Kevin Love hit three first-quarter three-pointers as part of a 20-point first-half barrage (finishing with 29 points and 16 rebounds), as he personally outdueled Portland's LaMarcus Aldridge while his Minnesota Timberwolves downed the Trail Blazers, 106-94, Wednesday night.
Love and Aldridge went back and forth in a high scoring first half, with Love making 6-of-7 shots in his 15 point first quarter while Aldridge went 6-for-9 for 13 points in the second quarter. After halftime, both cooled considerably from the field, with Aldridge besting Love by making 2-of-6 compared to Love's 1-of-7.
But Love was more active at getting to the free throw line, where he made seven of 10 second half free throws. Aldridge was satisfied staying outside and only attempted three free throws for the entire game.
The rest of the Blazers followed suit with their All-Star as Portland only attempted one other free throw separate from Aldridge and spent the night shooting from the outside. While the Timberwolves remained quite hot from the outside, making 13-of-23 three-point shots, Portland was ice cold, shooting 3-of-23 from long range for the game and 39 percent overall in the second half. Jamal Crawford was symbolic of the cold shooting night, missing on all six of his three pointers and missing 10 of 13 overall.
Indicative of the Wolves' strong shooting night was the 22-point effort from Luke Ridnour. Luke made 8-of-16 shots, including 3-of-6 from three-point range. Ridnour and backcourt mates Ricky Rubio and J.J. Barea combined for 16 assists against six turnovers as the Timberwolves moved the ball efficiently all night and attacked the glass.
Wesley Johnson had a season high 19 points as a beneficiary of the advanced ball movement, finding himself with three dunks and three 3-pointers. Johnson also had three offensive rebounds, contributing to Minnesota's 15 offensive rebounds overall.
Raymond Felton was on the attack early for Portland and helped to keep the game close early on, making his first five shots and 11 of 18 overall, scoring 23 points and dishing nine assists to keep the Blazers in the game.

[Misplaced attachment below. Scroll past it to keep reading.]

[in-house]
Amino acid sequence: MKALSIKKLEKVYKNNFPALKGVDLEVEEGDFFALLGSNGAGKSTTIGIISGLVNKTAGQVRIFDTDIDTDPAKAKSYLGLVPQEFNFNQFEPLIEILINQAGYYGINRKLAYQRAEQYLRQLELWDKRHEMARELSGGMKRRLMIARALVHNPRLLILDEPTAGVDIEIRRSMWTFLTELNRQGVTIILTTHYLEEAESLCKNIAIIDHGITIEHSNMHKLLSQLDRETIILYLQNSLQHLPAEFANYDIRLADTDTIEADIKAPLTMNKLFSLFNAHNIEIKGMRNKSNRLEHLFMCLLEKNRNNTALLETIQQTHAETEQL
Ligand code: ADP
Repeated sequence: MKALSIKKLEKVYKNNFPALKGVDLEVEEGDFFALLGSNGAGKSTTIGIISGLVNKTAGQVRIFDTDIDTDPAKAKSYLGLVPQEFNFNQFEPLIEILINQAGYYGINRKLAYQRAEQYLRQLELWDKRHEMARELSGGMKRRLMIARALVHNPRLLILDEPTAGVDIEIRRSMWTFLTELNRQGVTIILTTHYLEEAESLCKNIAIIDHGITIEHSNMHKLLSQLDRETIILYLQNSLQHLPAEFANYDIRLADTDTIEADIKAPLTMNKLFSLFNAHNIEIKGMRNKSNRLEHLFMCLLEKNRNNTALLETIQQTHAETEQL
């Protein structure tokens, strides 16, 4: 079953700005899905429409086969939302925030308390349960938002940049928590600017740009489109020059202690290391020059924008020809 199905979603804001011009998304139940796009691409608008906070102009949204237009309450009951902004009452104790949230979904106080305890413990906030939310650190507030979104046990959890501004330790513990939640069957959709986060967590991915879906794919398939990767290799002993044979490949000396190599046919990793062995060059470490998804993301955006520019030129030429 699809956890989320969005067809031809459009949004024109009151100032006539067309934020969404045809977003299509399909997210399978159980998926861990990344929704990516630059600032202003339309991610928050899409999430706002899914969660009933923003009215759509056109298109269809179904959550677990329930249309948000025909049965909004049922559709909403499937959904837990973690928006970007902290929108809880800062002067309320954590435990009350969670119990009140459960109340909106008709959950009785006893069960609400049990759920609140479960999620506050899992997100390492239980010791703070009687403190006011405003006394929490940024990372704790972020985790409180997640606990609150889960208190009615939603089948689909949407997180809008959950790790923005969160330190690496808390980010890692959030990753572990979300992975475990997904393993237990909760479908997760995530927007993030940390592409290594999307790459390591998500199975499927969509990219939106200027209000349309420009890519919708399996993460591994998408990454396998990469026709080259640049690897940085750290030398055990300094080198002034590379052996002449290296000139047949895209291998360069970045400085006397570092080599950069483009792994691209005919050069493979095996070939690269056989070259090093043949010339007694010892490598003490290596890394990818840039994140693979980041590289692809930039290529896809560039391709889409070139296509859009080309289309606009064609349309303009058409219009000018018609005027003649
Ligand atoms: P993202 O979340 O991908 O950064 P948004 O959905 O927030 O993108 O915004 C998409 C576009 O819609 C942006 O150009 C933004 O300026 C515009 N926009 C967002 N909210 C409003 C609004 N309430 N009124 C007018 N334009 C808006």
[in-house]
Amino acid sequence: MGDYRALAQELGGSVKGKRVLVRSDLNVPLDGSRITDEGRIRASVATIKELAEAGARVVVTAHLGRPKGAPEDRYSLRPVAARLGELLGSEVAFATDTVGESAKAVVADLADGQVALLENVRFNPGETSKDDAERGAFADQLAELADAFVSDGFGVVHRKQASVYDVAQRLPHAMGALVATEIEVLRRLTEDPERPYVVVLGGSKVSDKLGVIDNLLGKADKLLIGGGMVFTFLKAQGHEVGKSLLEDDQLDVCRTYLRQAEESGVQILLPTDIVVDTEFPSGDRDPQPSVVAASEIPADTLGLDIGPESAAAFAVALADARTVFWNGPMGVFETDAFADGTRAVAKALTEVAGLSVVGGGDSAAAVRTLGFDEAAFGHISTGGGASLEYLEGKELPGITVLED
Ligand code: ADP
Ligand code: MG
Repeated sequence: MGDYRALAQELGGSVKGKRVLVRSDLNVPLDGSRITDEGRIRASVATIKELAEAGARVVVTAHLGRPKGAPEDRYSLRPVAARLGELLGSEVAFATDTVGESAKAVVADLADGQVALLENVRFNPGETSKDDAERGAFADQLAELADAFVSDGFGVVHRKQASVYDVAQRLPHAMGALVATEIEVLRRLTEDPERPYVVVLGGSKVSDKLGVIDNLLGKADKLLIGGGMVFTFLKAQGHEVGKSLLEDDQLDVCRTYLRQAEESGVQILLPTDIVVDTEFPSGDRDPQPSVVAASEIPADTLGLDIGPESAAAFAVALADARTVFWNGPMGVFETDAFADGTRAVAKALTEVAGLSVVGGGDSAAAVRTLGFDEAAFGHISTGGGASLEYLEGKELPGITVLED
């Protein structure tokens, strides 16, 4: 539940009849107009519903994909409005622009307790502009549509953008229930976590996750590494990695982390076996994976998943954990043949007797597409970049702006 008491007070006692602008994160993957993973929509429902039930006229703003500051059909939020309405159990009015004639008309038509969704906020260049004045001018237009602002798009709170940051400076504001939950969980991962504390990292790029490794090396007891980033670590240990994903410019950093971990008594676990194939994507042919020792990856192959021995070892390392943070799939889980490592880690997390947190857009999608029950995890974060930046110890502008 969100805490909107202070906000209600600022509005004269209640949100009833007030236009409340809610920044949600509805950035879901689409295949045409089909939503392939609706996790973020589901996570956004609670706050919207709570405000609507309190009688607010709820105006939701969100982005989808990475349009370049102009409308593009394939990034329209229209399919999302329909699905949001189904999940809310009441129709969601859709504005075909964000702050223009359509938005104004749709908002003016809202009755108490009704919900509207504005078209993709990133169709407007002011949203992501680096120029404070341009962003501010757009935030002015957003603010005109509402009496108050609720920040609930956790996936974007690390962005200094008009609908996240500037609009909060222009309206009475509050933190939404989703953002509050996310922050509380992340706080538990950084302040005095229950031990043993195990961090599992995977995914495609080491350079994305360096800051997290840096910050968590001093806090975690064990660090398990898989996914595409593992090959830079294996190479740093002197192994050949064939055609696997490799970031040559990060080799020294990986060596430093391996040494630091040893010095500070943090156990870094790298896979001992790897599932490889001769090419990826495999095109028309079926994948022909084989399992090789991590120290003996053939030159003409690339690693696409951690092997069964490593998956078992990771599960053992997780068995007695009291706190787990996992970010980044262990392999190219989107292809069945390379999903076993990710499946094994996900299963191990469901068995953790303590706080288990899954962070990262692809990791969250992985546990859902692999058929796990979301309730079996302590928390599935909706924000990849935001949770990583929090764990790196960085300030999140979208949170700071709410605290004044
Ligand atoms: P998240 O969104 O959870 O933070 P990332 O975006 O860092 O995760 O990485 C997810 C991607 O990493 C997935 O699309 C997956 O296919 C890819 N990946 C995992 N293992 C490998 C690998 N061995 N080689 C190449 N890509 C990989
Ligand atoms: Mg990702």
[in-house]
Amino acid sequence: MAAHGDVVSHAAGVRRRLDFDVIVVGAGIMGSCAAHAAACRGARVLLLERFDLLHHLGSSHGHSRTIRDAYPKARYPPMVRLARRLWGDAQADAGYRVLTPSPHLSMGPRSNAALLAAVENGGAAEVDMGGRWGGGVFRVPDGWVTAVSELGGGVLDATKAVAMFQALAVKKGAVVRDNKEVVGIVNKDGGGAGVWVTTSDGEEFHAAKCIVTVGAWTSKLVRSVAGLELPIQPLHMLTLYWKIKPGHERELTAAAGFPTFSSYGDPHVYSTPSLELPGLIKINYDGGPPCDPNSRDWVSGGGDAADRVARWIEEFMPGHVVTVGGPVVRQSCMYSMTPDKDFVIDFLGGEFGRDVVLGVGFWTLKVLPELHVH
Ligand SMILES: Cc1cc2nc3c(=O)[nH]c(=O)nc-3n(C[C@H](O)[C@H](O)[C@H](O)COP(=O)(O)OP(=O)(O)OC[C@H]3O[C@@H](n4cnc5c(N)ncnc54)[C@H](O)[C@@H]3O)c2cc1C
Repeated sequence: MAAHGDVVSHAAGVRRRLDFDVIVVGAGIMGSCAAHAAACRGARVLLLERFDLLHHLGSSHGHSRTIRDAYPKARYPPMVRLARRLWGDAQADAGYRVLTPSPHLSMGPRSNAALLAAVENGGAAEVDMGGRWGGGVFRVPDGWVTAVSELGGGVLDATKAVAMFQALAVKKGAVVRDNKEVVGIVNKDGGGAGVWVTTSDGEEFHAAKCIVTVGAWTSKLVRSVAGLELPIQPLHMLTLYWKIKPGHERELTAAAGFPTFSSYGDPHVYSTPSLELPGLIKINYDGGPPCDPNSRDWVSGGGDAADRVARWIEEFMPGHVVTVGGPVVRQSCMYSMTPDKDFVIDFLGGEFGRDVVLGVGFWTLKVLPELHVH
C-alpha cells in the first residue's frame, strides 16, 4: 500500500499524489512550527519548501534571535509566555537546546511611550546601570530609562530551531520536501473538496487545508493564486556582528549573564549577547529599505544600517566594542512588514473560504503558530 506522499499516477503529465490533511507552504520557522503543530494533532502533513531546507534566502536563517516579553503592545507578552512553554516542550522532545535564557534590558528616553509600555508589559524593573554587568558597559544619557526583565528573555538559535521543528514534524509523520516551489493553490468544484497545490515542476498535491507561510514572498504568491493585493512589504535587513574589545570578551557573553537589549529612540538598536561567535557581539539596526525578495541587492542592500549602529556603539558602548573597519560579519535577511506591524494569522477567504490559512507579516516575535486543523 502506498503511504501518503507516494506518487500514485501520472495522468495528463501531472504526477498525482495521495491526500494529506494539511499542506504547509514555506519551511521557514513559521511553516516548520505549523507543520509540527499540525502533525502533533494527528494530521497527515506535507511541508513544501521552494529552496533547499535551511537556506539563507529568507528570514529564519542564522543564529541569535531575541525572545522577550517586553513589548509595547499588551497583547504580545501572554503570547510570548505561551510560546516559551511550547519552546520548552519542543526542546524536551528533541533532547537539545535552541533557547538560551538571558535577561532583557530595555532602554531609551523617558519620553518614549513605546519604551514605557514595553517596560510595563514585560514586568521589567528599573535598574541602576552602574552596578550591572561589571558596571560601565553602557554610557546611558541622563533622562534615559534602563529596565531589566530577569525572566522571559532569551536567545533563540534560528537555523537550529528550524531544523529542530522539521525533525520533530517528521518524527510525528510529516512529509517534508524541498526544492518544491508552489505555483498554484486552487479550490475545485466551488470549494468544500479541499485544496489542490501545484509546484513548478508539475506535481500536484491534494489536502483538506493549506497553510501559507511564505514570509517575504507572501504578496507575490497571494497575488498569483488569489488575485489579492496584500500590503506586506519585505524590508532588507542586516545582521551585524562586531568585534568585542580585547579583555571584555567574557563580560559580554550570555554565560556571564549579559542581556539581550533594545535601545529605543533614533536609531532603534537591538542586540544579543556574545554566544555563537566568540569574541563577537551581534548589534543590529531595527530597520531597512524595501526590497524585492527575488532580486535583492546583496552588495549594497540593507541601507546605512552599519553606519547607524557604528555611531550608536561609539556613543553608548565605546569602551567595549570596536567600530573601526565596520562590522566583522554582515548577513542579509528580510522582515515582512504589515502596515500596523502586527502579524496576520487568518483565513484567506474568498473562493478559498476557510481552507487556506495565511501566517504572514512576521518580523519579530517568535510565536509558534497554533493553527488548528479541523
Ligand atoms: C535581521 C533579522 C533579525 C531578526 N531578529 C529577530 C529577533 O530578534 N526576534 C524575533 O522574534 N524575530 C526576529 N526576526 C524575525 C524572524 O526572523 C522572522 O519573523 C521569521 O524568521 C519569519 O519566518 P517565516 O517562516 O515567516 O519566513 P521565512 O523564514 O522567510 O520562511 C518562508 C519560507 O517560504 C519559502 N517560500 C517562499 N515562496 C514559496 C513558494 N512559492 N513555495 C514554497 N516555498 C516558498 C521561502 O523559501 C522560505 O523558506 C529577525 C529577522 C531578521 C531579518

The four free throws attempted by Portland was their lowest total since 2007 and only the third time since 1986 that they attempted so few free throws.
Dave at Blazer's Edge sees the reason why Minnesota stayed so hot in the second half while Portland cooled:
Portland's already rough defense against picks turned downright atrocious in the third period and remained so for the bulk of the second half. Big men didn't help their smaller comrades. The smaller defenders went around when they should have gone over and over when they should have gone around...if they didn't just hang on the screen like a lost cat to begin with. The result was either open jumpers for the Timberwolves or massive switches leading to easy mismatch points. On offense the Blazers avoided the inside game like the lane was full of cooties, this despite finding success in the first half down deep. They attempted a couple of weak alley-oops and occasionally fought for an offensive rebound. Other than that it was jumper-jumper-jumper, mostly contested. The uncontested ones were from the three-point arc but even the good shooters never bothered to square up. Guess how that went? Minnesota pulled away by double-digits. The Blazers used spurts of rebounding and forced turnovers to fight back to within 5 or so but every time the Timberwolves would just screen them off and hit another easy, open J. When the horn sounded the 'Wolves won by a dozen and Portland's road trip was off to a shaky start.
For a winner's point of view, head over to Canis Hoopus.